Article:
US5961215A - Temperature sensor integral with microprocessor and methods of using same - Google Patents

Temperature sensor integral with microprocessor and methods of using same Download PDF

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US5961215A
US5961215A US08938392 US93839297A US5961215A US 5961215 A US5961215 A US 5961215A US 08938392 US08938392 US 08938392 US 93839297 A US93839297 A US 93839297A US 5961215 A US5961215 A US 5961215A
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temperature
voltage
transistor
current
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Thomas H. Lee
Mark G. Johnson
Matthew P. Crowley
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GlobalFoundries Inc
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Advanced Micro Devices Inc
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    • GPHYSICS
    • G01MEASURING; TESTING
    • G01KMEASURING TEMPERATURE; MEASURING QUANTITY OF HEAT; THERMALLY-SENSITIVE ELEMENTS NOT OTHERWISE PROVIDED FOR
    • G01K7/00Measuring temperature based on the use of electric or magnetic elements directly sensitive to heat ; Power supply, e.g. by thermoelectric elements
    • G01K7/01Measuring temperature based on the use of electric or magnetic elements directly sensitive to heat ; Power supply, e.g. by thermoelectric elements using semiconducting elements having PN junctions

Abstract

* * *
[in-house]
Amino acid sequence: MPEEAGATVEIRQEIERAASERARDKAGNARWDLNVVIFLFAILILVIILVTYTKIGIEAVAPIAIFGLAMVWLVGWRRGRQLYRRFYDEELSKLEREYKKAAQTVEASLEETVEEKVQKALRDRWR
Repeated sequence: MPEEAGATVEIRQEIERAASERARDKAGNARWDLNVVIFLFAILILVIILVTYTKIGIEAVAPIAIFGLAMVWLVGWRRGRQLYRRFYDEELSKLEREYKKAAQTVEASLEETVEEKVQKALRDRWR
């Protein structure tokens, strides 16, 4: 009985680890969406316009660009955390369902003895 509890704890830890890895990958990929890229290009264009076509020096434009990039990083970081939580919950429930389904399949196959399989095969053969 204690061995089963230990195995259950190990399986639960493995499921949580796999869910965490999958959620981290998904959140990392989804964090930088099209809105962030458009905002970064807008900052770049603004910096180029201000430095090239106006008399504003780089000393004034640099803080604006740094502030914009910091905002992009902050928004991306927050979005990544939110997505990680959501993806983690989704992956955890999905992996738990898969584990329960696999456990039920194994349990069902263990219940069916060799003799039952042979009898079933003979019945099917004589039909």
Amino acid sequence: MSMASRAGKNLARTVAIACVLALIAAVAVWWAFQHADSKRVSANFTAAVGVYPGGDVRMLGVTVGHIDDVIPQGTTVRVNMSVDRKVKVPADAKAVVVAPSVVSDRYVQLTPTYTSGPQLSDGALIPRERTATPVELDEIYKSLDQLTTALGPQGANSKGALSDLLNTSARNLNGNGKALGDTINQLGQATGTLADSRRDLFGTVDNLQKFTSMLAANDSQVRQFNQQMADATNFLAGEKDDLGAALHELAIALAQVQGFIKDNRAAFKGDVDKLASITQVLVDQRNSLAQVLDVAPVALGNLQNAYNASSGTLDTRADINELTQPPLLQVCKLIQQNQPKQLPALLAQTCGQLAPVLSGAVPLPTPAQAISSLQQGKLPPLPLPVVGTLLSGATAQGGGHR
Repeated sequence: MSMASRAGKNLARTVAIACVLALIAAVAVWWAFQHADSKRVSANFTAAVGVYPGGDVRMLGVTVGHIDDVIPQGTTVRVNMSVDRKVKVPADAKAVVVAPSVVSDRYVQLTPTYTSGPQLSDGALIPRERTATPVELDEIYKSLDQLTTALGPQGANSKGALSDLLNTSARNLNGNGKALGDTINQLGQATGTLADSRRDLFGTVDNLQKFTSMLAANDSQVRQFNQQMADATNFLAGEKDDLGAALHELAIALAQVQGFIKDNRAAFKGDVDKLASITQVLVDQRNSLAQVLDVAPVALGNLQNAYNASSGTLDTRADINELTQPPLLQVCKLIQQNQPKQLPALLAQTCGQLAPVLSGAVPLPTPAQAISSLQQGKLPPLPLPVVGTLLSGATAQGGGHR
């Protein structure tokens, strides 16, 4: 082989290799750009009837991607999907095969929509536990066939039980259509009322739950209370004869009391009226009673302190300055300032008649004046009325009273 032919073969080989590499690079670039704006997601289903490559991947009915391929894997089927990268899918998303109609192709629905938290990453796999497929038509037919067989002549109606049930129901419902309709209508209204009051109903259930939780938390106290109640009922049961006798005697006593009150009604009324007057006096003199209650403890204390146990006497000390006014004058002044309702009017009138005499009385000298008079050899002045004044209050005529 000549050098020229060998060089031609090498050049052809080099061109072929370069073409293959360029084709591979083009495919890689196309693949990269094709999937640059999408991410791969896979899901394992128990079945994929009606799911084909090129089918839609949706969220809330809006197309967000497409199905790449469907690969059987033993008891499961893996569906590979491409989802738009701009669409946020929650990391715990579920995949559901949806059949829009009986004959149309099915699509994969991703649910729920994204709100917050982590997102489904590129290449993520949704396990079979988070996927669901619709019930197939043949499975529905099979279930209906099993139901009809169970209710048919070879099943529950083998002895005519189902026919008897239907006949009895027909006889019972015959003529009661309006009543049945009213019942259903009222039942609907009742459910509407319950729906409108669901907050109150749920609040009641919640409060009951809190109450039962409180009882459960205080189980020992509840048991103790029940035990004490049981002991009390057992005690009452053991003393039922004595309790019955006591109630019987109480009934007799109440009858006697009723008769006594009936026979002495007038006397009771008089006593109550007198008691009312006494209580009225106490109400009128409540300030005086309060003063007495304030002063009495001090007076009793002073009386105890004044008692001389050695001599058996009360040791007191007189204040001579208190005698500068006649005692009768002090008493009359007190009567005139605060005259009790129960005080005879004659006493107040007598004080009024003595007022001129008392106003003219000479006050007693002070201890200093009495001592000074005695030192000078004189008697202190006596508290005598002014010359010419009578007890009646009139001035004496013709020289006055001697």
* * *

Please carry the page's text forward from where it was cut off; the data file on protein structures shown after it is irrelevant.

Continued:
A temperature sensor includes a bandgap reference circuit for providing a temperature-independent reference voltage, a biasing circuit that mirrors a current in the bandgap reference circuit for providing a temperature-dependent biasing voltage, and an amplifier responsive to the reference voltage and the biasing voltage for providing a temperature-dependent output voltage. Preferably, the temperature sensor is integral with a microprocessor and implemented in CMOS technology. The temperature sensor can be used, for instance, to reduce the clock speed of the microprocessor when the microprocessor temperature exceeds a predetermined temperature, or to store temperature-indicating data in non-volatile memory of the microprocessor to provide a thermal history of the microprocessor.

Description

BACKGROUND OF THE INVENTION

1. Field of the Invention

The present invention relates to electronic circuits, and more particularly to temperature sensors for producing temperature-dependent electronic signals.

2. Description of Related Art

Temperature sensors such as digital thermometers often measure temperature by exploiting the thermal-voltage characteristics of a diode. The temperature coefficient of a diode is the voltage drop across the diode as a finction of temperature while the diode is forward-biased by a constant current. The temperature coefficient of a diode tends to be a constant that decreases as temperature increases. A typical temperature coefficient is about -2 mV/° C. Furthermore, the voltage drop across a diode at absolute zero tends to be the bandgap voltage of the diode material, which is reliable and traceable to fundamental physical concepts. The bandgap voltage for silicon is about 1.2V. Therefore, the temperature of a diode can be accurately determined by measuring the voltage drop across the diode once the temperature coefficient is known.